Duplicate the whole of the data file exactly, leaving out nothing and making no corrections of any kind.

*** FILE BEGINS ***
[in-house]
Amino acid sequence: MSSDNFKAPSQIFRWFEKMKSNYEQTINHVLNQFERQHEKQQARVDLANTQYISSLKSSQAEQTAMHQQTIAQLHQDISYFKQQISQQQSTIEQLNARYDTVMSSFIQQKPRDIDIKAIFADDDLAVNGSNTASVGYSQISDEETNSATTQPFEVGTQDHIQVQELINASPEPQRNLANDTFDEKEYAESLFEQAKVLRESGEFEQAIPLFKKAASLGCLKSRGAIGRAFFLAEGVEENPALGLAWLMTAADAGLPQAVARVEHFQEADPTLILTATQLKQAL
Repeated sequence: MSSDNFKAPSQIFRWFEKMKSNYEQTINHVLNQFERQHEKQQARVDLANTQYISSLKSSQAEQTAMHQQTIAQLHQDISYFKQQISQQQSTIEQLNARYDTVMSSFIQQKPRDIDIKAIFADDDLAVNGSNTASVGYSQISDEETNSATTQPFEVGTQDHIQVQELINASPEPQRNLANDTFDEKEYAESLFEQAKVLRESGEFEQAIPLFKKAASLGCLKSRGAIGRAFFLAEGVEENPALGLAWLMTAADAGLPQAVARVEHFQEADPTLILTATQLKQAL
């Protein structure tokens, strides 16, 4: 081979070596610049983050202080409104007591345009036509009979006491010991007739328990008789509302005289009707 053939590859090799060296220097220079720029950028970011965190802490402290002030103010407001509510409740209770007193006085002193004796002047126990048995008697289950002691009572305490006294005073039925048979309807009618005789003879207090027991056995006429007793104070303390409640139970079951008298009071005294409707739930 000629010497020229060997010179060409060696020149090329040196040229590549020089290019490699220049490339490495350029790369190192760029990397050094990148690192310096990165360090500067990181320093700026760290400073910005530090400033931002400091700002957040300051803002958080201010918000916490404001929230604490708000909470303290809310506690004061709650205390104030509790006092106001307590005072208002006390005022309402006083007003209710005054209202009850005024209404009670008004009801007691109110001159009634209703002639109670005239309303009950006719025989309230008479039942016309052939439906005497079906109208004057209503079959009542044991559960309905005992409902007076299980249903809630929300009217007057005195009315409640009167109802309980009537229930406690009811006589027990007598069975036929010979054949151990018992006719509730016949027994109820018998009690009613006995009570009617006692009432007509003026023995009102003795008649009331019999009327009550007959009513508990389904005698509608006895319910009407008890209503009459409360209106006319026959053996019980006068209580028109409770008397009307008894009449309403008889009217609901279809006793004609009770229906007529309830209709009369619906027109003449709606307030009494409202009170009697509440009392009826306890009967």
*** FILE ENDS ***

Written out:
[in-house]
Amino acid sequence: MSSDNFKAPSQIFRWFEKMKSNYEQTINHVLNQFERQHEKQQARVDLANTQYISSLKSSQAEQTAMHQQTIAQLHQDISYFKQQISQQQSTIEQLNARYDTVMSSFIQQKPRDIDIKAIFADDDLAVNGSNTASVGYSQISDEETNSATTQPFEVGTQDHIQVQELINASPEPQRNLANDTFDEKEYAESLFEQAKVLRESGEFEQAIPLFKKAASLGCLKSRGAIGRAFFLAEGVEENPALGLAWLMTAADAGLPQAVARVEHFQEADPTLILTATQLKQAL
Repeated sequence: MSSDNFKAPSQIFRWFEKMKSNYEQTINHVLNQFERQHEKQQARVDLANTQYISSLKSSQAEQTAMHQQTIAQLHQDISYFKQQISQQQSTIEQLNARYDTVMSSFIQQKPRDIDIKAIFADDDLAVNGSNTASVGYSQISDEETNSATTQPFEVGTQDHIQVQELINASPEPQRNLANDTFDEKEYAESLFEQAKVLRESGEFEQAIPLFKKAASLGCLKSRGAIGRAFFLAEGVEENPALGLAWLMTAADAGLPQAVARVEHFQEADPTLILTATQLKQAL
């Protein structure tokens, strides 16, 4: 081979070596610049983050202080409104007591345009036509009979006491010991007739328990008789509302005289009707 053939590859090799060296220097220079720029950028970011965190802490402290002030103010407001509510409740209770007193006085002193004796002047126990048995008697289950002691009572305490006294005073039925048979309807009618005789003879207090027991056995006429007793104070303390409640139970079951008298009071005294409707739930 000629010497020229060997010179060409060696020149090329040196040229590549020089290019490699220049490339490495350029790369190192760029990397050094990148690192310096990165360090500067990181320093700026760290400073910005530090400033931002400091700002957040300051803002958080201010918000916490404001929230604490708000909470303290809310506690004061709650205390104030509790006092106001307590005072208002006390005022309402006083007003209710005054209202009850005024209404009670008004009801007691109110001159009634209703002639109670005239309303009950006719025989309230008479039942016309052939439906005497079906109208004057209503079959009542044991559960309905005992409902007076299980249903809630929300009217007057005195009315409640009167109802309980009537229930406690009811006589027990007598069975036929010979054949151990018992006719509730016949027994109820018998009690009613006995009570009617006692009432007509003026023995009102003795008649009331019999009327009550007959009513508990389904005698509608006895319910009407008890209503009459409360209106006319026959053996019980006068209580028109409770008397009307008894009449309403008889009217609901279809006793004609009770229906007529309830209709009369619906027109003449709606307030009494409202009170009697509440009392009826306890009967």